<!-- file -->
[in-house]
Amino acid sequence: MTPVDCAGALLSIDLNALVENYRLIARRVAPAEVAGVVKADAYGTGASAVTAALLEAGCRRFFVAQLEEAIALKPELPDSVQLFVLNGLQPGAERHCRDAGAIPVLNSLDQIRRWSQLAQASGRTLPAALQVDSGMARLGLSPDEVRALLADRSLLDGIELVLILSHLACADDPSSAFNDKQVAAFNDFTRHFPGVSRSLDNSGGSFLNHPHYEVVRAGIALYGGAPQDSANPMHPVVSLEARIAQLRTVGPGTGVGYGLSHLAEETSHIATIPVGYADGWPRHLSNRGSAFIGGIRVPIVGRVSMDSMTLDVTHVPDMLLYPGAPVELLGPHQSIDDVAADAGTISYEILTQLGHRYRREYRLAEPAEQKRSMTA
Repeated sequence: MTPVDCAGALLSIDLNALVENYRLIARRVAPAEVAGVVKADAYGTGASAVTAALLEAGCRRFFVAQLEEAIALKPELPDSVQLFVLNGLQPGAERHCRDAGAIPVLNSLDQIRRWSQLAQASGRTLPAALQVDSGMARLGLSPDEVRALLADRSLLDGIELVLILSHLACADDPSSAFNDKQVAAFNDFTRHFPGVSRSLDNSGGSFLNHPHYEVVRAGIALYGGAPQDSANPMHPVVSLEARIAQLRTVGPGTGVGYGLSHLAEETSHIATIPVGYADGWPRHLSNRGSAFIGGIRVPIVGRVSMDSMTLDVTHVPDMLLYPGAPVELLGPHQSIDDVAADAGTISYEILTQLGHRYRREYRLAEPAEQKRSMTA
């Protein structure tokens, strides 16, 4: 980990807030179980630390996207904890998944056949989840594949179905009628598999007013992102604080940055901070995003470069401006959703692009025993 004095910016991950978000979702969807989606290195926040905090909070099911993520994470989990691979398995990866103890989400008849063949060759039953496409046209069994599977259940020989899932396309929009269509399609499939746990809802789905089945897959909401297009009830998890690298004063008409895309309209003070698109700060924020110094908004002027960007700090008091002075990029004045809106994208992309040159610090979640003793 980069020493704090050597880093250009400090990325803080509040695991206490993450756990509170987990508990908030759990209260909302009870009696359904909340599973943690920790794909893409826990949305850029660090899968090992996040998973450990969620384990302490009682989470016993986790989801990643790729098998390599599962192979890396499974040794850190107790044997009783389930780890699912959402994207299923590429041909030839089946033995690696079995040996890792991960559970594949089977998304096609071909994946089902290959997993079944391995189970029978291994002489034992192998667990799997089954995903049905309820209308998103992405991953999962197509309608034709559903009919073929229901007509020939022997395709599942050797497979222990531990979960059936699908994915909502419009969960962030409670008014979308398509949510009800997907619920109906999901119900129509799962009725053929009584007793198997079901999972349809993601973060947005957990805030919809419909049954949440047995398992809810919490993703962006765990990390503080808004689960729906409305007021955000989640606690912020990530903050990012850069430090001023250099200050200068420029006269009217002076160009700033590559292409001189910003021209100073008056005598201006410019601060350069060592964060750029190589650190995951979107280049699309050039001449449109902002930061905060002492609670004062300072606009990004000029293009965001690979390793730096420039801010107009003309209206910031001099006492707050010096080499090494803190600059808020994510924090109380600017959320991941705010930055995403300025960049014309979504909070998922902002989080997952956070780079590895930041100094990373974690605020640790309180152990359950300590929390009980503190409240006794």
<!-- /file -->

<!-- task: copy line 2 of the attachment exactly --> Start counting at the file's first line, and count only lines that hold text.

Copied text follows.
Amino acid sequence: MTPVDCAGALLSIDLNALVENYRLIARRVAPAEVAGVVKADAYGTGASAVTAALLEAGCRRFFVAQLEEAIALKPELPDSVQLFVLNGLQPGAERHCRDAGAIPVLNSLDQIRRWSQLAQASGRTLPAALQVDSGMARLGLSPDEVRALLADRSLLDGIELVLILSHLACADDPSSAFNDKQVAAFNDFTRHFPGVSRSLDNSGGSFLNHPHYEVVRAGIALYGGAPQDSANPMHPVVSLEARIAQLRTVGPGTGVGYGLSHLAEETSHIATIPVGYADGWPRHLSNRGSAFIGGIRVPIVGRVSMDSMTLDVTHVPDMLLYPGAPVELLGPHQSIDDVAADAGTISYEILTQLGHRYRREYRLAEPAEQKRSMTA